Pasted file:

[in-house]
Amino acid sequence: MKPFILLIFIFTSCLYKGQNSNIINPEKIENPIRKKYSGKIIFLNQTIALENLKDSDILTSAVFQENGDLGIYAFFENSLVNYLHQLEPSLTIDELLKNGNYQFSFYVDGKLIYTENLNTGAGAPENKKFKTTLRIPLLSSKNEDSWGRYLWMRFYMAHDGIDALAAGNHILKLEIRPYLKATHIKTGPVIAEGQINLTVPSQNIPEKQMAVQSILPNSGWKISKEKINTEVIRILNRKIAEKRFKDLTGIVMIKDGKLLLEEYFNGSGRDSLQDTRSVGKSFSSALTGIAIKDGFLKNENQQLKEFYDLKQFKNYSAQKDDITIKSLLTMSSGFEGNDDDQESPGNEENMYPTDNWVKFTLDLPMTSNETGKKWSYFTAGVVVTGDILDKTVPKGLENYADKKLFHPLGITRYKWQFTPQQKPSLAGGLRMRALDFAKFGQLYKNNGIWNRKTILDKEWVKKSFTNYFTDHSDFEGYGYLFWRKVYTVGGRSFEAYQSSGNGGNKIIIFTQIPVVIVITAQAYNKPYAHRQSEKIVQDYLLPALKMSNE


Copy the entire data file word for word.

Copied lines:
[in-house]
Amino acid sequence: MKPFILLIFIFTSCLYKGQNSNIINPEKIENPIRKKYSGKIIFLNQTIALENLKDSDILTSAVFQENGDLGIYAFFENSLVNYLHQLEPSLTIDELLKNGNYQFSFYVDGKLIYTENLNTGAGAPENKKFKTTLRIPLLSSKNEDSWGRYLWMRFYMAHDGIDALAAGNHILKLEIRPYLKATHIKTGPVIAEGQINLTVPSQNIPEKQMAVQSILPNSGWKISKEKINTEVIRILNRKIAEKRFKDLTGIVMIKDGKLLLEEYFNGSGRDSLQDTRSVGKSFSSALTGIAIKDGFLKNENQQLKEFYDLKQFKNYSAQKDDITIKSLLTMSSGFEGNDDDQESPGNEENMYPTDNWVKFTLDLPMTSNETGKKWSYFTAGVVVTGDILDKTVPKGLENYADKKLFHPLGITRYKWQFTPQQKPSLAGGLRMRALDFAKFGQLYKNNGIWNRKTILDKEWVKKSFTNYFTDHSDFEGYGYLFWRKVYTVGGRSFEAYQSSGNGGNKIIIFTQIPVVIVITAQAYNKPYAHRQSEKIVQDYLLPALKMSNE